Sleep Your Way to Success
Written by: Nicola Hunt, Executive Contributor
Executive Contributors at Brainz Magazine are handpicked and invited to contribute because of their knowledge and valuable insight within their area of expertise.
If you were offered something that was without side effects and that could make you more creative, improve your memory, concentration and attention, reduce your stress levels, look after your mental health and boost your immune system... helping you become more productive, more successful and achieve the goals you want to achieve, would you be interested?
Well, there is something that can do all of the above, is free and available to everyone .... sleep!
As well as the benefits listed above, sleep also helps to keep you slim and reduce food cravings, protects you from cancer and dementia, lowers your risk of a heart attack or stroke and reduces the risk of depression and anxiety. So with all these benefits available to us and completely free, why do we not prioritize sleep? Why do we feel we are more productive burning the candle at both ends, working late into the night and getting up early to start again?
To be at its best, our brain requires sleep, and different stages of sleep offer different benefits to our brain at different times of the night. Denying our brain sleep denies it the ability to function at its full capacity and then we wonder why we spend our days complaining of brain fog and struggling to maintain focus and attention on the tasks we need to complete.
Let’s look at sleep and memory. We make different types of memory so let’s start with fact-based memory, such as memorizing a person’s name, phone number, or remembering where you parked your car. An area of the brain called the hippocampus receives all the information and creates a record. However, like all storage, the hippocampus can become full. Once full, there is a risk you will not be able to add any further information. Or just like a memory stick… you start writing over the information that is already there, otherwise known as forgetting.
Scientists hypothesize that information is transferred out of the hippocampus either into long-term memory or is discarded during sleep. This means when we wake, our hippocampus is ready to take on our next days memories. So if we deprive ourselves of sleep, we deprive ourselves of the ability to go through our short-term memory and empty it. So we reach a point of information overload. We lose the ability to remember new facts and figures. We become forgetful, maybe missing appointments and life becomes more stressful as we spend more time looking for our keys and phone as we forget where we last put them.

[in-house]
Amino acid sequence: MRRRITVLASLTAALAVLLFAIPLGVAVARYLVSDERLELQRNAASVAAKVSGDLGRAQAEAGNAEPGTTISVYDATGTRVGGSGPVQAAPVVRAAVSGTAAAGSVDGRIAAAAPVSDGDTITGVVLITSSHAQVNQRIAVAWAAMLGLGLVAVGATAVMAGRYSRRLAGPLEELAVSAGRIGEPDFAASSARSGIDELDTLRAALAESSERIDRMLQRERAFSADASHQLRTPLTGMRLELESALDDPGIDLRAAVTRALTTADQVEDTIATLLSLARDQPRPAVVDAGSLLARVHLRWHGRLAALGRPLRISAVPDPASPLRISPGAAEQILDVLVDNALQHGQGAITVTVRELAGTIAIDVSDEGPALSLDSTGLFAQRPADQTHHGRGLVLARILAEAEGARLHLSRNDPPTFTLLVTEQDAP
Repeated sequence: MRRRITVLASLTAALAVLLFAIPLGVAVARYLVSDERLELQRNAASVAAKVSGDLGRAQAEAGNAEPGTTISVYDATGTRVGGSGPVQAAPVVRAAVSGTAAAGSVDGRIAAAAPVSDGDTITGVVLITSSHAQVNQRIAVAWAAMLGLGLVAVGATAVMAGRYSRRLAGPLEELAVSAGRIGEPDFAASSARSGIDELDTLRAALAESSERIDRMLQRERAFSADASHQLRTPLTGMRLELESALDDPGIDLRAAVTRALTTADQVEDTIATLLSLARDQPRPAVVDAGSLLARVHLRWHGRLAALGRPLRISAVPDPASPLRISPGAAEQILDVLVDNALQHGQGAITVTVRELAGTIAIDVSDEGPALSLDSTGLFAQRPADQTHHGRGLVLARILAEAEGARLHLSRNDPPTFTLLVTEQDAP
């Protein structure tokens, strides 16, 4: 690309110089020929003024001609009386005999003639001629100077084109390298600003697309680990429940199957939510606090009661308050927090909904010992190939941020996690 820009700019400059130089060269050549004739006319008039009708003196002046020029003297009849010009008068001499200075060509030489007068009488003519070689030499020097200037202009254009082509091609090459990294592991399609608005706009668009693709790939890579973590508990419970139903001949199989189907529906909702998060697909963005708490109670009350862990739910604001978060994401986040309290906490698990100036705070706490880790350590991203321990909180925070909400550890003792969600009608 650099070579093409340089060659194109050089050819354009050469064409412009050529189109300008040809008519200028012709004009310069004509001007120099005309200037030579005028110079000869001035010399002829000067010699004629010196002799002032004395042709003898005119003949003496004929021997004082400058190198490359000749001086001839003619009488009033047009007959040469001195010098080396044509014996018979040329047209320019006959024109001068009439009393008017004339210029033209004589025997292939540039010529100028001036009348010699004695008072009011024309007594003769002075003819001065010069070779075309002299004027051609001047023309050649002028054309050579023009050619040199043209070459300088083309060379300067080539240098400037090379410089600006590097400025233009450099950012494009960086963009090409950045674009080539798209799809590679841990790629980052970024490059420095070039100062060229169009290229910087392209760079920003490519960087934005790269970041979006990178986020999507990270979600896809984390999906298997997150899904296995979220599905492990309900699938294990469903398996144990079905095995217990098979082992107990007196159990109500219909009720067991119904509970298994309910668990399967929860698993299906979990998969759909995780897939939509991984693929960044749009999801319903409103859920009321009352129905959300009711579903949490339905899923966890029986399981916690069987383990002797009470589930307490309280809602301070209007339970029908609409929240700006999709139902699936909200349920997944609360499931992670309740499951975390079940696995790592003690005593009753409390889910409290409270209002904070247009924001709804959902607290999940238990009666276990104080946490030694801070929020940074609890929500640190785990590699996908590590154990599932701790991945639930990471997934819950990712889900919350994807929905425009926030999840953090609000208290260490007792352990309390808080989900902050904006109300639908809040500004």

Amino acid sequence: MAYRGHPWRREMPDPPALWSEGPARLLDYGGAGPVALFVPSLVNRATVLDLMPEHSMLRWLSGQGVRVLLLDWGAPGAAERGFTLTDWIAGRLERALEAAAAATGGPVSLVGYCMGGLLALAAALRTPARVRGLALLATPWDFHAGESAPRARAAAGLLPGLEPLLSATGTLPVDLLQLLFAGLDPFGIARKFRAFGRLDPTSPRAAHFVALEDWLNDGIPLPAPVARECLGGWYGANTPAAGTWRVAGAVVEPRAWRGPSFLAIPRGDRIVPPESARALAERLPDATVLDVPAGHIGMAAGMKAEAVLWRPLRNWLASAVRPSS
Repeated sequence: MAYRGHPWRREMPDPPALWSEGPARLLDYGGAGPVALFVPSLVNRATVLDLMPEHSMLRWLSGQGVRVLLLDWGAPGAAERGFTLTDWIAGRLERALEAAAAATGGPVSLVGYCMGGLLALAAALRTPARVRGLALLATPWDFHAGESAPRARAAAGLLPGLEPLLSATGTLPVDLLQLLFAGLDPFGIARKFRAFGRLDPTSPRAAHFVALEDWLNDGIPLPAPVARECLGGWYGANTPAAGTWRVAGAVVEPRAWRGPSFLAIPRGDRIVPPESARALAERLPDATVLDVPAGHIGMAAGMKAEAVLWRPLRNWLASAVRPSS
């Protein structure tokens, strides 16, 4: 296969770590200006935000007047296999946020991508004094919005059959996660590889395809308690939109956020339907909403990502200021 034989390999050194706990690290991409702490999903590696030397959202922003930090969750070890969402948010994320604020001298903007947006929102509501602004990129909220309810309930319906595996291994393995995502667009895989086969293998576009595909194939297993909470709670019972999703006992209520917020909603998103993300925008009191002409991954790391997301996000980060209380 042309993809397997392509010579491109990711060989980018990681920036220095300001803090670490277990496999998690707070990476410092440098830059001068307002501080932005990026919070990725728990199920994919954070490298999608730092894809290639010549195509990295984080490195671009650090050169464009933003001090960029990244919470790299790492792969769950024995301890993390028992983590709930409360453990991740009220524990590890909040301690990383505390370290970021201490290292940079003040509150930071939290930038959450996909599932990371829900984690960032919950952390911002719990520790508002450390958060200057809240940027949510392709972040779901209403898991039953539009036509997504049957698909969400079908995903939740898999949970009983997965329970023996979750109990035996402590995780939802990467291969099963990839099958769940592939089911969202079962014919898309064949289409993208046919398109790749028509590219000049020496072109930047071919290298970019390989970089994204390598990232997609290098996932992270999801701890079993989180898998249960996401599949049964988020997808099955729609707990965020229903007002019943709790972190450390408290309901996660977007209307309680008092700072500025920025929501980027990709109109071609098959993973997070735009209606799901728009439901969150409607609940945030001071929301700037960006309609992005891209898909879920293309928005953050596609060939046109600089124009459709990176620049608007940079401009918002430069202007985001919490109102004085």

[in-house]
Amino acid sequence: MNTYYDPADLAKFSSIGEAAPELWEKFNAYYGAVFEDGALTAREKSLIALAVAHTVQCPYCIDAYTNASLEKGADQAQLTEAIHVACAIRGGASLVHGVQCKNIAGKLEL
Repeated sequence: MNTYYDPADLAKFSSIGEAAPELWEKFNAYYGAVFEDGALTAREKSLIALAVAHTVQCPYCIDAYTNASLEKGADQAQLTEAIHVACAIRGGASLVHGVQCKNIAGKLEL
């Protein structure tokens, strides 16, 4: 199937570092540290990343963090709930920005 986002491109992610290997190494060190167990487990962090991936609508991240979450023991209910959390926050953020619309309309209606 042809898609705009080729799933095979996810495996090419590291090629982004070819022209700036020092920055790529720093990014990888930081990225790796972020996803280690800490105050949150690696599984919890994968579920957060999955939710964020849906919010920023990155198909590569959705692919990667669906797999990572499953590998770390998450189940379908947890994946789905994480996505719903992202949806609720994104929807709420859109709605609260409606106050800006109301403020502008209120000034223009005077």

Neuroscientists have also demonstrated a link between lack of sleep and our ability to sustain attention. In part, this is due to sleep deprivation causing micro-sleeps or lapses of attention throughout the daytime, but there is also evidence that lack of sleep affects some of the functions of the frontal lobe, such as being able to sustain attention and problem-solving. No wonder those tasks become harder when we haven’t had our full quota of sleep.
So, are you convinced you can sleep your way to success?
It is pretty clear that sleep is vital, yet many people find it elusive. Ask a good sleeper what they do to go to sleep, and they are likely to answer something along the lines of “go to bed” or “put my head on the pillow”. Those who sleep well rarely do anything to sleep well, but for the poor sleepers, that elusive good night sleep is sought after with special pillow sprays, bedtime rituals and seeking the magic solution.
What can you do if you’re one of the people who find it difficult to get a good night sleep? First let’s understand more about sleep. What happens to our body to make us want to sleep. Our body has a rhythm to it known as the circadian rhythm. Adults have a circadian rhythm of 90 minutes. Every 90 minutes, we cycle through a pattern of fluctuating levels of alertness. We have all experienced that mid-afternoon slump that we battle our way through until 45 minutes later our energy levels have lifted. This is true for adults; babies and children have a shorter circadian rhythm.
So if we have a 90-minute circadian rhythm, why don’t we sleep every 90 minutes? As well as circadian rhythm, we have sleep pressure. In the morning, after a nights sleep, the sleep pressure (the need to sleep) is low, and as the day progresses, sleep pressure builds, hence the afternoon dip, until bedtime, we succumb to the pressure to sleep.
What causes our pressure to sleep? A key factor in how sleep is regulated is exposure to light and darkness and its impact on the hormone melatonin, a hormone that makes us feel less alert and sleepy. Melatonin is a hormone created and stored in the pineal gland in the presence of blue light and released into the bloodstream as the light dims and darkness falls. Therefore melatonin levels are highest in the evening and night-time as natural light fades.